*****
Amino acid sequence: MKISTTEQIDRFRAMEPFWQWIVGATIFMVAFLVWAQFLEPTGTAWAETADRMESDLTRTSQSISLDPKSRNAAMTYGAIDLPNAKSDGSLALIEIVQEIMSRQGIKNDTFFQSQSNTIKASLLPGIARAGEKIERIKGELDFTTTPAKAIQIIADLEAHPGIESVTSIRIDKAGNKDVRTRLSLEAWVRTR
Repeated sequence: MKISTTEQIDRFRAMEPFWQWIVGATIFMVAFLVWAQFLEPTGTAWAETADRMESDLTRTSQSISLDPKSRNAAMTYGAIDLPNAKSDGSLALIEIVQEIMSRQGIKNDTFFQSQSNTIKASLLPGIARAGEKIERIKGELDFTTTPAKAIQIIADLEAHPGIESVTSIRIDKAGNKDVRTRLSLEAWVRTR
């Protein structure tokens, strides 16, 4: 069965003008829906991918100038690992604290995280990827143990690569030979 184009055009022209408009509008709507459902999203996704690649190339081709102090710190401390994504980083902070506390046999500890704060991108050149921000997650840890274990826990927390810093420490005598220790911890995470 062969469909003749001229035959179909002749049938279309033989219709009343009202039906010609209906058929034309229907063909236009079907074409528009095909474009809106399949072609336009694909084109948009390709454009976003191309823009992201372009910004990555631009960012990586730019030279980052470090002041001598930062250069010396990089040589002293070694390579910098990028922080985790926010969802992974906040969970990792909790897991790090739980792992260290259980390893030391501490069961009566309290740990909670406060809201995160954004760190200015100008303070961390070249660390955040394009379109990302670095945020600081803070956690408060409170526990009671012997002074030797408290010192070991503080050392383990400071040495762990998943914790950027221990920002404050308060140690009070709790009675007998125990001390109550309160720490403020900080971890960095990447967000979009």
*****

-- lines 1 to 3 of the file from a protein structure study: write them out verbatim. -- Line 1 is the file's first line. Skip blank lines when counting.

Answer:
Amino acid sequence: MKISTTEQIDRFRAMEPFWQWIVGATIFMVAFLVWAQFLEPTGTAWAETADRMESDLTRTSQSISLDPKSRNAAMTYGAIDLPNAKSDGSLALIEIVQEIMSRQGIKNDTFFQSQSNTIKASLLPGIARAGEKIERIKGELDFTTTPAKAIQIIADLEAHPGIESVTSIRIDKAGNKDVRTRLSLEAWVRTR
Repeated sequence: MKISTTEQIDRFRAMEPFWQWIVGATIFMVAFLVWAQFLEPTGTAWAETADRMESDLTRTSQSISLDPKSRNAAMTYGAIDLPNAKSDGSLALIEIVQEIMSRQGIKNDTFFQSQSNTIKASLLPGIARAGEKIERIKGELDFTTTPAKAIQIIADLEAHPGIESVTSIRIDKAGNKDVRTRLSLEAWVRTR
């Protein structure tokens, strides 16, 4: 069965003008829906991918100038690992604290995280990827143990690569030979 184009055009022209408009509008709507459902999203996704690649190339081709102090710190401390994504980083902070506390046999500890704060991108050149921000997650840890274990826990927390810093420490005598220790911890995470 062969469909003749001229035959179909002749049938279309033989219709009343009202039906010609209906058929034309229907063909236009079907074409528009095909474009809106399949072609336009694909084109948009390709454009976003191309823009992201372009910004990555631009960012990586730019030279980052470090002041001598930062250069010396990089040589002293070694390579910098990028922080985790926010969802992974906040969970990792909790897991790090739980792992260290259980390893030391501490069961009566309290740990909670406060809201995160954004760190200015100008303070961390070249660390955040394009379109990302670095945020600081803070956690408060409170526990009671012997002074030797408290010192070991503080050392383990400071040495762990998943914790950027221990920002404050308060140690009070709790009675007998125990001390109550309160720490403020900080971890960095990447967000979009």